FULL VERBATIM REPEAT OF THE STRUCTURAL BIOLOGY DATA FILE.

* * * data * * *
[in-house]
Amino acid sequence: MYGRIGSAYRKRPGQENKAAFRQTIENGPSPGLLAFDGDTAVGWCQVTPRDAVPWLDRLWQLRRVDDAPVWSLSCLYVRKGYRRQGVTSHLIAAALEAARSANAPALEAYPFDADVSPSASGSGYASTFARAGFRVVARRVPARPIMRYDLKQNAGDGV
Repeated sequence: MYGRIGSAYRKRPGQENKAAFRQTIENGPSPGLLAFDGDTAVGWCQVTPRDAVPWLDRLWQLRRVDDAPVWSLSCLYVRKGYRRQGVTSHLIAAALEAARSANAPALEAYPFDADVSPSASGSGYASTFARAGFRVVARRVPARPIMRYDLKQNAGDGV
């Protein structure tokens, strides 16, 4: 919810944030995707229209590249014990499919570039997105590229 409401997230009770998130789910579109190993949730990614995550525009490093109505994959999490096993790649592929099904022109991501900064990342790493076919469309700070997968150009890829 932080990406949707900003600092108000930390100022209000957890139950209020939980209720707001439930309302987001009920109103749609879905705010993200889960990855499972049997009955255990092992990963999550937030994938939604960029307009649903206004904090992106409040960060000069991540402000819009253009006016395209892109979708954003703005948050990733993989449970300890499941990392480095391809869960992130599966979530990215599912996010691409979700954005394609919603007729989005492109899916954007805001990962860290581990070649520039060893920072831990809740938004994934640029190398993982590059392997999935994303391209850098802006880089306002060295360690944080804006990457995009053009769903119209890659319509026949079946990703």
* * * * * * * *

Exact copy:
[in-house]
Amino acid sequence: MYGRIGSAYRKRPGQENKAAFRQTIENGPSPGLLAFDGDTAVGWCQVTPRDAVPWLDRLWQLRRVDDAPVWSLSCLYVRKGYRRQGVTSHLIAAALEAARSANAPALEAYPFDADVSPSASGSGYASTFARAGFRVVARRVPARPIMRYDLKQNAGDGV
Repeated sequence: MYGRIGSAYRKRPGQENKAAFRQTIENGPSPGLLAFDGDTAVGWCQVTPRDAVPWLDRLWQLRRVDDAPVWSLSCLYVRKGYRRQGVTSHLIAAALEAARSANAPALEAYPFDADVSPSASGSGYASTFARAGFRVVARRVPARPIMRYDLKQNAGDGV
């Protein structure tokens, strides 16, 4: 919810944030995707229209590249014990499919570039997105590229 409401997230009770998130789910579109190993949730990614995550525009490093109505994959999490096993790649592929099904022109991501900064990342790493076919469309700070997968150009890829 932080990406949707900003600092108000930390100022209000957890139950209020939980209720707001439930309302987001009920109103749609879905705010993200889960990855499972049997009955255990092992990963999550937030994938939604960029307009649903206004904090992106409040960060000069991540402000819009253009006016395209892109979708954003703005948050990733993989449970300890499941990392480095391809869960992130599966979530990215599912996010691409979700954005394609919603007729989005492109899916954007805001990962860290581990070649520039060893920072831990809740938004994934640029190398993982590059392997999935994303391209850098802006880089306002060295360690944080804006990457995009053009769903119209890659319509026949079946990703």